Thomas Kyd, the Elizabethan dramatist, was baptized on November 6, 1558. His actual date of birth is not known.
He was one of London’s most popular playwrights in the years before Shakespeare, but little is known about him now and many of his plays have been lost, including a supposed pre-Shakespeare version of Hamlet written in 1587.
There are few remaining written traces of Kyd’s life and work, not unusual for the times he lived in. His best known play is The Spanish Tragedy, but he was not identified as the author until 1773.
The Spanish Tragedy was printed in 1592 but seems to have been first staged many years earlier. It was a hugely popular play but for some reason Kyd’s authorship of it became lost.
I haven’t read The Spanish Tragedy, which is a revenge play with lots of murders and double-crosses, just the sort of thing that Elizabethan audiences loved.
Kyd went to school with Edmund Spencer, the author of The Faerie Queene. He was friends with fellow dramatists Ben Jonson and Christopher Marlowe, with whom he shared rooms.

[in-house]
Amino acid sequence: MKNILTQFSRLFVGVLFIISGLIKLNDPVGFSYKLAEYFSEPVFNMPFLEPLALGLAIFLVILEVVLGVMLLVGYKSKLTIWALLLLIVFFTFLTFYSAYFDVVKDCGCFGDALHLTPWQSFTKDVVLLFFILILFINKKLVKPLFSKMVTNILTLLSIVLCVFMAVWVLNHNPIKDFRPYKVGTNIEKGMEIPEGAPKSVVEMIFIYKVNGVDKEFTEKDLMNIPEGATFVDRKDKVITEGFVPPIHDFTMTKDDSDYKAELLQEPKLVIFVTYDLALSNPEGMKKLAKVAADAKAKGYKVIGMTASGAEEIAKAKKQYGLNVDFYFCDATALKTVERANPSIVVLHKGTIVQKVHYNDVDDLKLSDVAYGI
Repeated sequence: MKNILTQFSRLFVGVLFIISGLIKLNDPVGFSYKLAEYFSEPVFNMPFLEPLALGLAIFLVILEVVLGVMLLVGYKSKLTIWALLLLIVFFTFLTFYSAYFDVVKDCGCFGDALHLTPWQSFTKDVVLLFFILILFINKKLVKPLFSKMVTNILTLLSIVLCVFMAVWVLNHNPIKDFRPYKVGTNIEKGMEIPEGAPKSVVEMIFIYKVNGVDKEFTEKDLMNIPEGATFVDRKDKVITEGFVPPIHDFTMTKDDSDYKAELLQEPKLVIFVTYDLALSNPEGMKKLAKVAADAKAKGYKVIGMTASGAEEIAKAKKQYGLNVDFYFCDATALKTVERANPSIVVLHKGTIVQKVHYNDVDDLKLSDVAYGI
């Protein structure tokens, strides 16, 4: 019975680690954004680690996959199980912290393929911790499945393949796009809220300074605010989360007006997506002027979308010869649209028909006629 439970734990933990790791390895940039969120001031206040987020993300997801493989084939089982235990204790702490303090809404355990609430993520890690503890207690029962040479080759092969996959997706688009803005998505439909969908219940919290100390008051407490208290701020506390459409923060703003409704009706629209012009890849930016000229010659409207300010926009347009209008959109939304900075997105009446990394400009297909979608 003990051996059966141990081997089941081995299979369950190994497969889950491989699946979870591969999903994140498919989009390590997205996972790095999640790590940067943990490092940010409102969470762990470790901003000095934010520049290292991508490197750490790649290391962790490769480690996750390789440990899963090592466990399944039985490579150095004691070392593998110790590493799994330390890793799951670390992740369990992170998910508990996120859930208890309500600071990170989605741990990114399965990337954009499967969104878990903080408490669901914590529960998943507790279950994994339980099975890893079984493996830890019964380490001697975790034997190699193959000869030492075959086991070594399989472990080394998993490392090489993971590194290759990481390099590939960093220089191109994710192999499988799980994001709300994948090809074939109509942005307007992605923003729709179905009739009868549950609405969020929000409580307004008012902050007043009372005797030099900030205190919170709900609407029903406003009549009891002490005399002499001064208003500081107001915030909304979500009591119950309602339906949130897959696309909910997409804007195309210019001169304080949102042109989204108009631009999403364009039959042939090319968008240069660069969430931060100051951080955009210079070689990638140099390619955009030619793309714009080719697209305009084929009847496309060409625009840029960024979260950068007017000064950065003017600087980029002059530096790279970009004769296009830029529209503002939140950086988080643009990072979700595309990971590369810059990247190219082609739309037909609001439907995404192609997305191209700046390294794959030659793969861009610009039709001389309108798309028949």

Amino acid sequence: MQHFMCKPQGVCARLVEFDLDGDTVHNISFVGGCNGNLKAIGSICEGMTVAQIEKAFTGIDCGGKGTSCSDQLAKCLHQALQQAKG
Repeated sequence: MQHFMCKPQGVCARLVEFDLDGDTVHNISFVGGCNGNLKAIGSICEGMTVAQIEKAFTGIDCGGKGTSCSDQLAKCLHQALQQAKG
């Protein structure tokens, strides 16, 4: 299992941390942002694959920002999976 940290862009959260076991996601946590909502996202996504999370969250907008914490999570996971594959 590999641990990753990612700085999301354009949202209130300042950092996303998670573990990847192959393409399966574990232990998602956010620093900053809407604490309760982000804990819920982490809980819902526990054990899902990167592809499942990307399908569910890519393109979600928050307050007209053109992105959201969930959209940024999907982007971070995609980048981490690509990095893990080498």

He seems to have been involved in various pursuits apart from the theatre, and most likely followed his father’s profession as a scrivener or scribe in an era when literacy rates were low. There are some suggestions that he became a private secretary to a nobleman.
Kyd and Marlowe were both arrested in 1593 in an investigation by the Star Chamber. Heretical documents were found in Kyd’s lodgings and after being tortured he claimed that they had been given to him by Marlowe, a known atheist.
After his release from prison Kyd’s parent’s disowned him and he was penniless and without the support of his former noble patron. He died in 1594 at the age of 36 of unknown causes.